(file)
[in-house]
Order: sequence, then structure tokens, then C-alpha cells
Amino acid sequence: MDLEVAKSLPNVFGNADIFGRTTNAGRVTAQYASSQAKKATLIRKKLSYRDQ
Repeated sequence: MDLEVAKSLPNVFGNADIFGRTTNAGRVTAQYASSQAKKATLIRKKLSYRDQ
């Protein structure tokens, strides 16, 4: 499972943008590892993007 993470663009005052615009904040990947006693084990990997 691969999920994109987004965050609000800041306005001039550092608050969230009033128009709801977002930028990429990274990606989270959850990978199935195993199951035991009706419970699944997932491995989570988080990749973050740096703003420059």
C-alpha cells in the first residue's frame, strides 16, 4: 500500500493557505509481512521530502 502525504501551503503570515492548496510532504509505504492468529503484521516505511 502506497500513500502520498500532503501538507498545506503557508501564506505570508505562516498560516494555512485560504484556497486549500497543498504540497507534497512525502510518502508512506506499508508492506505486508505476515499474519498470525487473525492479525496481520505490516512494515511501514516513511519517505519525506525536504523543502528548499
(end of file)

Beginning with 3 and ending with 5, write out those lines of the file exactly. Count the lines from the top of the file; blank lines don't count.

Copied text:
Amino acid sequence: MDLEVAKSLPNVFGNADIFGRTTNAGRVTAQYASSQAKKATLIRKKLSYRDQ
Repeated sequence: MDLEVAKSLPNVFGNADIFGRTTNAGRVTAQYASSQAKKATLIRKKLSYRDQ
């Protein structure tokens, strides 16, 4: 499972943008590892993007 993470663009005052615009904040990947006693084990990997 691969999920994109987004965050609000800041306005001039550092608050969230009033128009709801977002930028990429990274990606989270959850990978199935195993199951035991009706419970699944997932491995989570988080990749973050740096703003420059």